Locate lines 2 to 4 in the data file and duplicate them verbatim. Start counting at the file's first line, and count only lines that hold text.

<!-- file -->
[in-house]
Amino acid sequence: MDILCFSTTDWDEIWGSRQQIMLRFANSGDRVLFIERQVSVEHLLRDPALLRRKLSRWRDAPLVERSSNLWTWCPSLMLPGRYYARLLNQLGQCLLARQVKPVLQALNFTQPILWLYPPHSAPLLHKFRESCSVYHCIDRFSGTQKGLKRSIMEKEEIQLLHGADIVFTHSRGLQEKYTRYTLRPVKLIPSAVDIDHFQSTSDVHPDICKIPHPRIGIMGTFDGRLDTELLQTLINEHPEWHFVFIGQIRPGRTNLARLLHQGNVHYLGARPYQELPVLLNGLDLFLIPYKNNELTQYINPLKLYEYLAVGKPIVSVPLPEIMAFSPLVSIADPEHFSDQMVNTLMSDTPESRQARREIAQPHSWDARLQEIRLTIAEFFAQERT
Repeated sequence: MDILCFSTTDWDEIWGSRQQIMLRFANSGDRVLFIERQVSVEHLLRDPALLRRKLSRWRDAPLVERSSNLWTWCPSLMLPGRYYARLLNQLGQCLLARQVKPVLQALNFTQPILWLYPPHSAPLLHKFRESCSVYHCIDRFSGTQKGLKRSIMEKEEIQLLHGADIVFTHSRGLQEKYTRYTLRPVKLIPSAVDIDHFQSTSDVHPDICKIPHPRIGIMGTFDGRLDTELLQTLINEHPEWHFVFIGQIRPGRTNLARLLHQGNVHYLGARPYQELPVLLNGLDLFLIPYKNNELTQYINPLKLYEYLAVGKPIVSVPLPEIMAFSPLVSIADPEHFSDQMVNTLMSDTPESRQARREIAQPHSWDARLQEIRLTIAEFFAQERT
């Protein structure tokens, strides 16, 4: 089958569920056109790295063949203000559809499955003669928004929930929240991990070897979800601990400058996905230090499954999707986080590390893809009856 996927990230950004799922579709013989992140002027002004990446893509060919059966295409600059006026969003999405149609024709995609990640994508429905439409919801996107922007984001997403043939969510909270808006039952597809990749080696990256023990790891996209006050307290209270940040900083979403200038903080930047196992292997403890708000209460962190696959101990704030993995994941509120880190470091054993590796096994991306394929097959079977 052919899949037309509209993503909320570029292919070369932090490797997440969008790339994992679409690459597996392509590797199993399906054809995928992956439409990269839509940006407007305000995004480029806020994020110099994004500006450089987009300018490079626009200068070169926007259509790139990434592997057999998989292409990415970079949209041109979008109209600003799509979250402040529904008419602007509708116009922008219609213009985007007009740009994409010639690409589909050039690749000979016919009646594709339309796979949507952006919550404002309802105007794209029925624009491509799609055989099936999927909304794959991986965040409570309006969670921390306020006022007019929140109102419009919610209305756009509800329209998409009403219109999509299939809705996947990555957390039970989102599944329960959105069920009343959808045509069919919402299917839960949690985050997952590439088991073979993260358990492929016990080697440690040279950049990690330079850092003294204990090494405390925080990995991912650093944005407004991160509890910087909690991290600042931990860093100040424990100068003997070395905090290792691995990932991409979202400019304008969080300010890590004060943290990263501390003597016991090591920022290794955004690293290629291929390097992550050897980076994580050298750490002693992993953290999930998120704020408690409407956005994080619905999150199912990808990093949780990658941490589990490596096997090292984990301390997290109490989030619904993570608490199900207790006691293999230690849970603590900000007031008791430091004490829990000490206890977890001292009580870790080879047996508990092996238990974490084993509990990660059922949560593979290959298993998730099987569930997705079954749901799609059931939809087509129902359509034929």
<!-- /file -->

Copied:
Amino acid sequence: MDILCFSTTDWDEIWGSRQQIMLRFANSGDRVLFIERQVSVEHLLRDPALLRRKLSRWRDAPLVERSSNLWTWCPSLMLPGRYYARLLNQLGQCLLARQVKPVLQALNFTQPILWLYPPHSAPLLHKFRESCSVYHCIDRFSGTQKGLKRSIMEKEEIQLLHGADIVFTHSRGLQEKYTRYTLRPVKLIPSAVDIDHFQSTSDVHPDICKIPHPRIGIMGTFDGRLDTELLQTLINEHPEWHFVFIGQIRPGRTNLARLLHQGNVHYLGARPYQELPVLLNGLDLFLIPYKNNELTQYINPLKLYEYLAVGKPIVSVPLPEIMAFSPLVSIADPEHFSDQMVNTLMSDTPESRQARREIAQPHSWDARLQEIRLTIAEFFAQERT
Repeated sequence: MDILCFSTTDWDEIWGSRQQIMLRFANSGDRVLFIERQVSVEHLLRDPALLRRKLSRWRDAPLVERSSNLWTWCPSLMLPGRYYARLLNQLGQCLLARQVKPVLQALNFTQPILWLYPPHSAPLLHKFRESCSVYHCIDRFSGTQKGLKRSIMEKEEIQLLHGADIVFTHSRGLQEKYTRYTLRPVKLIPSAVDIDHFQSTSDVHPDICKIPHPRIGIMGTFDGRLDTELLQTLINEHPEWHFVFIGQIRPGRTNLARLLHQGNVHYLGARPYQELPVLLNGLDLFLIPYKNNELTQYINPLKLYEYLAVGKPIVSVPLPEIMAFSPLVSIADPEHFSDQMVNTLMSDTPESRQARREIAQPHSWDARLQEIRLTIAEFFAQERT
């Protein structure tokens, strides 16, 4: 089958569920056109790295063949203000559809499955003669928004929930929240991990070897979800601990400058996905230090499954999707986080590390893809009856 996927990230950004799922579709013989992140002027002004990446893509060919059966295409600059006026969003999405149609024709995609990640994508429905439409919801996107922007984001997403043939969510909270808006039952597809990749080696990256023990790891996209006050307290209270940040900083979403200038903080930047196992292997403890708000209460962190696959101990704030993995994941509120880190470091054993590796096994991306394929097959079977 052919899949037309509209993503909320570029292919070369932090490797997440969008790339994992679409690459597996392509590797199993399906054809995928992956439409990269839509940006407007305000995004480029806020994020110099994004500006450089987009300018490079626009200068070169926007259509790139990434592997057999998989292409990415970079949209041109979008109209600003799509979250402040529904008419602007509708116009922008219609213009985007007009740009994409010639690409589909050039690749000979016919009646594709339309796979949507952006919550404002309802105007794209029925624009491509799609055989099936999927909304794959991986965040409570309006969670921390306020006022007019929140109102419009919610209305756009509800329209998409009403219109999509299939809705996947990555957390039970989102599944329960959105069920009343959808045509069919919402299917839960949690985050997952590439088991073979993260358990492929016990080697440690040279950049990690330079850092003294204990090494405390925080990995991912650093944005407004991160509890910087909690991290600042931990860093100040424990100068003997070395905090290792691995990932991409979202400019304008969080300010890590004060943290990263501390003597016991090591920022290794955004690293290629291929390097992550050897980076994580050298750490002693992993953290999930998120704020408690409407956005994080619905999150199912990808990093949780990658941490589990490596096997090292984990301390997290109490989030619904993570608490199900207790006691293999230690849970603590900000007031008791430091004490829990000490206890977890001292009580870790080879047996508990092996238990974490084993509990990660059922949560593979290959298993998730099987569930997705079954749901799609059931939809087509129902359509034929």